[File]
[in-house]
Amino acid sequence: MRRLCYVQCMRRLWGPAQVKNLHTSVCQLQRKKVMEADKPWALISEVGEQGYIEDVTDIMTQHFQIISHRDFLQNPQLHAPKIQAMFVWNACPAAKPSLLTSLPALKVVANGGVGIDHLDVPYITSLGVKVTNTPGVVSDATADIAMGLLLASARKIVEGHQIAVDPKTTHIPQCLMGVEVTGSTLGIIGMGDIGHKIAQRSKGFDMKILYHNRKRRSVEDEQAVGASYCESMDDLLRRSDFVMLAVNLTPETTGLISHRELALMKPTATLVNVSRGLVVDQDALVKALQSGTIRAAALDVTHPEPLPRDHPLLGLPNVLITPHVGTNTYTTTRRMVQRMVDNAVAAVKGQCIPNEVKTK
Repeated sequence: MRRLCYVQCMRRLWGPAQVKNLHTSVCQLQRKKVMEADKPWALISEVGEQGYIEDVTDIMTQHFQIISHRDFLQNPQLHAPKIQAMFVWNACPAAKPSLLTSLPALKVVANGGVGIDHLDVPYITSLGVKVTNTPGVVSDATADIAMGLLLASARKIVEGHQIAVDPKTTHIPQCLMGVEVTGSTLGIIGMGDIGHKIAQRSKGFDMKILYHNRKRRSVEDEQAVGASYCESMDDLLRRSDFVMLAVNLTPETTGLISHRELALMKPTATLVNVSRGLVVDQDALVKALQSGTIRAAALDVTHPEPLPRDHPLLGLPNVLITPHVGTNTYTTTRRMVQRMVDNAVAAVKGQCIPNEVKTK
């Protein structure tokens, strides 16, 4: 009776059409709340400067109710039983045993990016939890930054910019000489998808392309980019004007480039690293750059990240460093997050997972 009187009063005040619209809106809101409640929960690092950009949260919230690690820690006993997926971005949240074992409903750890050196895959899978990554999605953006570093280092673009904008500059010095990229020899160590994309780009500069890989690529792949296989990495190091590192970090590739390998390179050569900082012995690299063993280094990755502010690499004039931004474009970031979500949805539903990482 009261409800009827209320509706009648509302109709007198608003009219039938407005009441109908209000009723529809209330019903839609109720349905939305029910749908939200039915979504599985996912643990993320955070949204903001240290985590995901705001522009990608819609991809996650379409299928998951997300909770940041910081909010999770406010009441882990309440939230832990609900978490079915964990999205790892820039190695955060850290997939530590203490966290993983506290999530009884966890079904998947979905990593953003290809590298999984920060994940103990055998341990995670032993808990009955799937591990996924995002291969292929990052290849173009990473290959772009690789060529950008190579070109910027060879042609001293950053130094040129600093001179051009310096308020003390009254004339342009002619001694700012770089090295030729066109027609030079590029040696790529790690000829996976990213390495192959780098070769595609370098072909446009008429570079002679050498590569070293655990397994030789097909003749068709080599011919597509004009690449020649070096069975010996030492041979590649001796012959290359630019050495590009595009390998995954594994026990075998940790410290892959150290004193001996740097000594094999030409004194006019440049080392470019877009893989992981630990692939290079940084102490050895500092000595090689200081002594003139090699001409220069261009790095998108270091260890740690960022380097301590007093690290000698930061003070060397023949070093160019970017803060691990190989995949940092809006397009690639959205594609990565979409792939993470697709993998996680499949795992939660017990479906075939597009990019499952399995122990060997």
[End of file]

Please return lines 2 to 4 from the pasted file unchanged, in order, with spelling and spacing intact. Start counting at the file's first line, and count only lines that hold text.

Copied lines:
Amino acid sequence: MRRLCYVQCMRRLWGPAQVKNLHTSVCQLQRKKVMEADKPWALISEVGEQGYIEDVTDIMTQHFQIISHRDFLQNPQLHAPKIQAMFVWNACPAAKPSLLTSLPALKVVANGGVGIDHLDVPYITSLGVKVTNTPGVVSDATADIAMGLLLASARKIVEGHQIAVDPKTTHIPQCLMGVEVTGSTLGIIGMGDIGHKIAQRSKGFDMKILYHNRKRRSVEDEQAVGASYCESMDDLLRRSDFVMLAVNLTPETTGLISHRELALMKPTATLVNVSRGLVVDQDALVKALQSGTIRAAALDVTHPEPLPRDHPLLGLPNVLITPHVGTNTYTTTRRMVQRMVDNAVAAVKGQCIPNEVKTK
Repeated sequence: MRRLCYVQCMRRLWGPAQVKNLHTSVCQLQRKKVMEADKPWALISEVGEQGYIEDVTDIMTQHFQIISHRDFLQNPQLHAPKIQAMFVWNACPAAKPSLLTSLPALKVVANGGVGIDHLDVPYITSLGVKVTNTPGVVSDATADIAMGLLLASARKIVEGHQIAVDPKTTHIPQCLMGVEVTGSTLGIIGMGDIGHKIAQRSKGFDMKILYHNRKRRSVEDEQAVGASYCESMDDLLRRSDFVMLAVNLTPETTGLISHRELALMKPTATLVNVSRGLVVDQDALVKALQSGTIRAAALDVTHPEPLPRDHPLLGLPNVLITPHVGTNTYTTTRRMVQRMVDNAVAAVKGQCIPNEVKTK
């Protein structure tokens, strides 16, 4: 009776059409709340400067109710039983045993990016939890930054910019000489998808392309980019004007480039690293750059990240460093997050997972 009187009063005040619209809106809101409640929960690092950009949260919230690690820690006993997926971005949240074992409903750890050196895959899978990554999605953006570093280092673009904008500059010095990229020899160590994309780009500069890989690529792949296989990495190091590192970090590739390998390179050569900082012995690299063993280094990755502010690499004039931004474009970031979500949805539903990482 009261409800009827209320509706009648509302109709007198608003009219039938407005009441109908209000009723529809209330019903839609109720349905939305029910749908939200039915979504599985996912643990993320955070949204903001240290985590995901705001522009990608819609991809996650379409299928998951997300909770940041910081909010999770406010009441882990309440939230832990609900978490079915964990999205790892820039190695955060850290997939530590203490966290993983506290999530009884966890079904998947979905990593953003290809590298999984920060994940103990055998341990995670032993808990009955799937591990996924995002291969292929990052290849173009990473290959772009690789060529950008190579070109910027060879042609001293950053130094040129600093001179051009310096308020003390009254004339342009002619001694700012770089090295030729066109027609030079590029040696790529790690000829996976990213390495192959780098070769595609370098072909446009008429570079002679050498590569070293655990397994030789097909003749068709080599011919597509004009690449020649070096069975010996030492041979590649001796012959290359630019050495590009595009390998995954594994026990075998940790410290892959150290004193001996740097000594094999030409004194006019440049080392470019877009893989992981630990692939290079940084102490050895500092000595090689200081002594003139090699001409220069261009790095998108270091260890740690960022380097301590007093690290000698930061003070060397023949070093160019970017803060691990190989995949940092809006397009690639959205594609990565979409792939993470697709993998996680499949795992939660017990479906075939597009990019499952399995122990060997």